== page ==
“They tore it down a year ago.”
The sentence washed over me and rested around my ankles like a pair of cement shoes. When you’re young, the places you see every day are simple facts you never give a second thought. Life isn’t a changing and growing organism; it’s a static and structured thing. It is a building. A place. A definitive monument, untampered by time.
I walked over the torn-up soil where there was once an old wooden bridge over a small creek. “I don’t think ‘tore it down’ is quite the phrase you wanted to use,” I joked, pretending that the loss of the bridge wasn’t a big deal. “There was a creek here. They fill that up?”
“Yeah, before the bridge went, even. Honestly, I’m surprised it took them so long to tear it down.”
Amy had been one of my closest friends through grade school into senior high. She was one of those rare friends that didn’t abandon you in the awkward pubescent years. We waited until after graduation to drift apart. She got attractive in eighth grade, which put me in a weird position because I always looked young for my age. It wasn’t until late in high school that I sprouted up. She could have left me for any boy she wanted or the sudden interest of a cooler group, but she never did. We watched Star Wars on Friday nights and saw Attack of the Clones opening day. In retrospect, it was a waste of money. I never thought of her as a girl, which is why I never understood why guys hated me after they asked her out and then saw us at McDonald’s. She was just Amy.
My family moved just before I started college. I guess they figured I’d be going away to school anyway, so what was the harm? At first I visited Amy and traveled home during breaks. But after a while it got harder. I didn’t have the time and I only ever spoke to Amy occasionally online and said, “Man, I haven’t seen you in so long!” That led to “We have to see each other this Christmas break,” but never to seeing each other in fact.
Amy came up to my school last semester because I guess we finally got tired of the circular conversations. It was fun. We spent the night watching Star Wars and drinking every time they said “I’ve got a bad feeling about this,” or when Darth Vader choked someone. But it was different, like the time we spent apart was separating us the whole night. It manifest in gaps in conversation, in the awkward reference to embarrassing things we had done together then forgotten about. It was as if we were eulogizing the friendship instead of reinvigorating it. I decided then that I needed to visit home again.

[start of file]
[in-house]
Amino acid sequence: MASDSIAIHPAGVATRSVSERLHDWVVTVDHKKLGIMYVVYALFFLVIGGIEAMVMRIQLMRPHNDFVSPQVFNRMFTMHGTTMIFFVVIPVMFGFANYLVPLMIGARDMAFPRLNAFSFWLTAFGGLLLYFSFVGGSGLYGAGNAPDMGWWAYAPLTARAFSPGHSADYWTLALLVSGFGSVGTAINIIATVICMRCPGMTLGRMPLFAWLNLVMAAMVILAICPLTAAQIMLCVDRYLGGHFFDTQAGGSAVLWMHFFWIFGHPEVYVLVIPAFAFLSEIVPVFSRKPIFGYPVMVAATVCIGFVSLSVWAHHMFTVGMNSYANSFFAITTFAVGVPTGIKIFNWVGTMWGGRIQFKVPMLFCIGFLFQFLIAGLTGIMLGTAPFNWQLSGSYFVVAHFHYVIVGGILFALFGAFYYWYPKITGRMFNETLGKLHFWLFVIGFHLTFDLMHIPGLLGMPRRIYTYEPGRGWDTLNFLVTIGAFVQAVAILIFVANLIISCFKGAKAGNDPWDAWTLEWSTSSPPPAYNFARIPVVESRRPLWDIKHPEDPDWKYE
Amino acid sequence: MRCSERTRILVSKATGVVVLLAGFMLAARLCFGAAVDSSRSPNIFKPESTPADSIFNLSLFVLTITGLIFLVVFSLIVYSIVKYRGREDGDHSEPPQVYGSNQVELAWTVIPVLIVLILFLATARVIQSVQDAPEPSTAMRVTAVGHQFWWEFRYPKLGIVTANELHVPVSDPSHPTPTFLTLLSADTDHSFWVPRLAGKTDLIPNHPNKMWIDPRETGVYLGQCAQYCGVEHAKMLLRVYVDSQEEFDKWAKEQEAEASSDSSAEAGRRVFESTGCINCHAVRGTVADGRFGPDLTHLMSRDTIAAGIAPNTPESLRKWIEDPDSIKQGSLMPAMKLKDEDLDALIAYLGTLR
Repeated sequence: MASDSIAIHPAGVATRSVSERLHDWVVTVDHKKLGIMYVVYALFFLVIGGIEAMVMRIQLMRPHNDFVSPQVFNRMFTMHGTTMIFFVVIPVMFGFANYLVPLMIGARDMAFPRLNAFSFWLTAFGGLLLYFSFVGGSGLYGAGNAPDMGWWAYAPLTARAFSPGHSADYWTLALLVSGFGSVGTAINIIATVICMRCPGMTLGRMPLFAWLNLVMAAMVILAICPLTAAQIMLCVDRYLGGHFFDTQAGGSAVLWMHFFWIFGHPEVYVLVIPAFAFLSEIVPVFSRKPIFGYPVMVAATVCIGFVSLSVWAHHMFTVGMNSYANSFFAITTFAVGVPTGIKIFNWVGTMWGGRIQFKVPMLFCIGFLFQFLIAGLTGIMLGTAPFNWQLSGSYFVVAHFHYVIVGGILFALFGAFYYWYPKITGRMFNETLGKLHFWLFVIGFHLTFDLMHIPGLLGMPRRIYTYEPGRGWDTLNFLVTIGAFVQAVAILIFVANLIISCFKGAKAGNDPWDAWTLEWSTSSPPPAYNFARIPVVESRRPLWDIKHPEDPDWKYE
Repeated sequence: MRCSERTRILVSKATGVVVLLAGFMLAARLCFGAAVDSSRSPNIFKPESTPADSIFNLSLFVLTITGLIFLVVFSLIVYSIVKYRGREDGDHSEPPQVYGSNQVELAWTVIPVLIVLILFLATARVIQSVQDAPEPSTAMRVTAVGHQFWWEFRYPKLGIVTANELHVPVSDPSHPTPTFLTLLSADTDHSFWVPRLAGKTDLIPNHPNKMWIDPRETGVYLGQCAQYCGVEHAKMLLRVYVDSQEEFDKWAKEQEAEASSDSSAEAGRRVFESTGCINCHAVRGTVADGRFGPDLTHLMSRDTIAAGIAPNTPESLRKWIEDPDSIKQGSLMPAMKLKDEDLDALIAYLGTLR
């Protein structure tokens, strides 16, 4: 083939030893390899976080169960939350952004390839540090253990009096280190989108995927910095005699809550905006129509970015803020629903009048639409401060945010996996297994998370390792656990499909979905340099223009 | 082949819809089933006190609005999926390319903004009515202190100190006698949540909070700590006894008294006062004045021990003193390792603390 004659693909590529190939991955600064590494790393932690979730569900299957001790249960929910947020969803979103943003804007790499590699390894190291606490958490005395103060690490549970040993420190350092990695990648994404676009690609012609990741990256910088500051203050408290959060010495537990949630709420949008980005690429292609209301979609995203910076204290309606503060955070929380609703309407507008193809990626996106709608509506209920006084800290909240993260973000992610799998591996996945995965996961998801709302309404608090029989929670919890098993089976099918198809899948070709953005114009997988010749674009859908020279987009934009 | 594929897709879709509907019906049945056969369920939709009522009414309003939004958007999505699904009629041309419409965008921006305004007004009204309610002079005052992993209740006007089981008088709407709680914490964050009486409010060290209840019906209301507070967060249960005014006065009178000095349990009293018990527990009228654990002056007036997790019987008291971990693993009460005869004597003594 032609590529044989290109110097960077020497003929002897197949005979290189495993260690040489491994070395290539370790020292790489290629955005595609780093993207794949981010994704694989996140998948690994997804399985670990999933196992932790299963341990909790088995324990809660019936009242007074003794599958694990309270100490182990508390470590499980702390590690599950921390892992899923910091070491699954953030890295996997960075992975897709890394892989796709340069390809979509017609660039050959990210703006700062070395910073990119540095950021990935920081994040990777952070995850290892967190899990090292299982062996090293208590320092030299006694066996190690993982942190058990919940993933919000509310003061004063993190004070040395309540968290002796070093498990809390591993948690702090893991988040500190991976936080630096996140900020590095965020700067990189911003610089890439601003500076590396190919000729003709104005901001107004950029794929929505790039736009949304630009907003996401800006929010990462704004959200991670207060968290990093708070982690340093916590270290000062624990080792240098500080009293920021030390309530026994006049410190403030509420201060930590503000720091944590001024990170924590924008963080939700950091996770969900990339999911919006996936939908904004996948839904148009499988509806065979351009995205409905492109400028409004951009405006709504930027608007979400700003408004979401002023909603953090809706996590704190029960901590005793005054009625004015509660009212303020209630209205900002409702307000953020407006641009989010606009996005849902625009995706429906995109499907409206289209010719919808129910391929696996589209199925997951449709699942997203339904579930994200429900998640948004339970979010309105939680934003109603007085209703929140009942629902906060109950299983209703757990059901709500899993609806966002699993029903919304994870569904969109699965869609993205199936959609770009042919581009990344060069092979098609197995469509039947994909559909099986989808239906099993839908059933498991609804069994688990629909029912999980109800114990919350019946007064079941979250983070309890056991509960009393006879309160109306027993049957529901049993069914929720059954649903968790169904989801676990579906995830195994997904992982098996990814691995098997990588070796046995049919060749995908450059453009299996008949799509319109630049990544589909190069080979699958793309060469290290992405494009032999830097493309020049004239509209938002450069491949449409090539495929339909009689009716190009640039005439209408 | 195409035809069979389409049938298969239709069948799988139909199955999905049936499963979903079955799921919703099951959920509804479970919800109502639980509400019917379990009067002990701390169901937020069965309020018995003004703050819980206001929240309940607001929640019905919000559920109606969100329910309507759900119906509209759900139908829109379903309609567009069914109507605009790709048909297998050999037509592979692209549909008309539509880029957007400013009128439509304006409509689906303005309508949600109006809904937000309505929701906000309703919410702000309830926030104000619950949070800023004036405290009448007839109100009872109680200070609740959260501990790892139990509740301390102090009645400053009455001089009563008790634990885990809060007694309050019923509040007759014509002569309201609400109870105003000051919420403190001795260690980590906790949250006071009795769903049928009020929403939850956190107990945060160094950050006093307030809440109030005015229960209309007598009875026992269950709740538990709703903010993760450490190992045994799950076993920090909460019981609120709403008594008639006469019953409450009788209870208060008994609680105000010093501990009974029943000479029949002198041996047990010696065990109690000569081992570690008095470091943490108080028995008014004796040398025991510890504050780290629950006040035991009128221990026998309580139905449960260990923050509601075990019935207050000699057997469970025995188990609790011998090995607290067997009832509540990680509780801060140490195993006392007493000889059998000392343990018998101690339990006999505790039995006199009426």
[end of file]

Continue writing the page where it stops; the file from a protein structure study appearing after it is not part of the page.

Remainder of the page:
And that’s why we came here. When we needed to get away from parents or high school drama, we’d come to the bridge, sit on the edge and throw rocks into the creek.
“I remember more trees,” I said. If my memory served me, I was standing at the center of the bridge. If I closed my eyes I could see the old view. Lush and green trees older than the world we knew. They blocked out the late afternoon sun. Today, I had to shield my eyes. When we were here, time stopped for just a little while. It didn’t matter if it was day or night; there was always the same hazy glow from between the leaves. The trees were our sanctuary.
“Oh, those have been gone for years, James,” Amy responded, as if it wasn’t a tragedy.
“Shit. It’s been a long time.”
“They’re supposed to turn this whole place into a new development for the over-50 community,” Amy laughed. “Can you believe that? And we came here to get away from grown-ups.”
I laughed and tried to forget for a moment that I was 23 now and part of the world I wanted to escape from back then. “This was our place.”
“I guess things change,” she offered with a half-smile, placing her elbow on my shoulder, despite having to reach up to do so. She used to do it all the time when she was taller than me for most of our lives. It was a habit she hadn’t broken despite the shift in size. “Besides, it hasn’t been our place in four years. Not since you moved.” I shrugged, using one shoulder.
“What do you think would have happened if I stayed? Would we be here right now?” Amy moved her arm and her feet brushed the fallen leaves beneath her feet.
“The bridge would still be gone,” she answered. I turned around to face her, and she was doing that familiar ballet twirl she always did when she was thinking about something. “We grew up, you know? It just happens.”
“Yeah, I know, but I missed you. I missed this place and this town. Maybe we would’ve gotten to say goodbye to the bridge before they tore it down.”
“Don’t be such a girl,” Amy teased and pressed her finger into my chest. That was familiar, too. “When was the last time we even came here? Before the day you moved, anyway. We never came here after graduation. One day, something is there and the next it’s just not. We can’t live in the past forever.”
I looked again at the patch of soil that used to be our bridge and took in a deep breath. “How about us? Think we would still be friends if I hadn’t moved?”
Amy laughed at that. “What, we’re not friends anymore? We’re here now, aren’t we? That’s enough for me.”
And I guess with those four words, it was enough for me, too.
first published in Woodcrest Magazine 2012 edition. Photo by Alyson Winkler